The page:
It's not that often that I get things right (just look at yesterday's GBBG image - which I'd originally labelled as a LBBG) - yet today, as I walked back to the car, I bumped into another birder who said it looked good for "some more Buzzards" . It turns out that there had been five over North Foreland at 14.00hrs on Saturday. With Steve Tomlinson (Margate Cemetery) reporting good numbers of Red Kites, in recent days, there is certainly a very westerly bias to the Spring migration of raptors over Thanet. Still, with the experience of previous years, any decent sunshine (without howling NE gales) is capable of producing a raptor, or two, on our side of Thanet.
Bev and I had breakfast and, with a lunch engagement at The Sir Stanley Grey with Dad, Sye & Yve, set about cleaning the bungalow; just in case they decided to come back for coffee. Job done, I spent the majority of the morning out in the back garden awaiting events. The first sighting was of a Buff-tailed Bumblebee (Bombus terrestris) which settled in the grass for a short while - long enough to get the extension tubes onto the camera and grab a few shots.
I was sat at the patio table when a movement in the tangled buddlieas alerted me to a small bird moving about within the dappled shadows. Lifting my binoculars I was delighted to find myself looking at a beautiful male Siskin, even more so when it flew across to the sunflower feeder - so close that it was within the minimum focus of my 170-500mm Sigma. Completely un-phased, it allowed me to move to a better position and get a series of 100+ images - what a fantastic stroke of luck and a nice demonstration of the quality of image that is possible using the EOS 400d.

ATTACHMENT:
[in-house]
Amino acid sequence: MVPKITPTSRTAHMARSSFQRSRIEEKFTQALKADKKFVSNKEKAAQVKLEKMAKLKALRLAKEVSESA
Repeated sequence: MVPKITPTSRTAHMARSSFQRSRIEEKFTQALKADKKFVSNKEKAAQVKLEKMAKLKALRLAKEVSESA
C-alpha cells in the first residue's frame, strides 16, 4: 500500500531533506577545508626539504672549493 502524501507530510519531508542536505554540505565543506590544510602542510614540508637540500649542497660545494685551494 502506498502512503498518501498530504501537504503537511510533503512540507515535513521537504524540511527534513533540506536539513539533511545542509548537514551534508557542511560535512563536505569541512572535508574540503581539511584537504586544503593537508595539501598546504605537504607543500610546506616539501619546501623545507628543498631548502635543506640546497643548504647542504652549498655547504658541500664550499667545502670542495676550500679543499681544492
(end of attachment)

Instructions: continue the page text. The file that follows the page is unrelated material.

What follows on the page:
Bev asked if I would clean out the fireplace, so I was mid process when the massed ranks of Newland's Farm gulls went nuts - something was going on! The fireplace was put on hold as I scanned the skies - suddenly there it was; a Red Kite spiralled over the field beyond our garden hedge before drifting off east over the bungalow. A few shots in the bag, the gulls were still agitated, so it was no surprise when a Common Buzzard appeared, following the same route, although much lower!
I stayed outside for the maximum time I could, a Ring Ouzel - silver winged and missile-like in flight, chack-chacked its' way along the hedgerow, while Chaffinches, Meadow Pipits, Greenfinches and two Mallards (!) provided further evidence of Spring-time movement.
What a day? Is it because the weather has been so poor that I'm clutching at straws - I still haven't seen a Wheatear!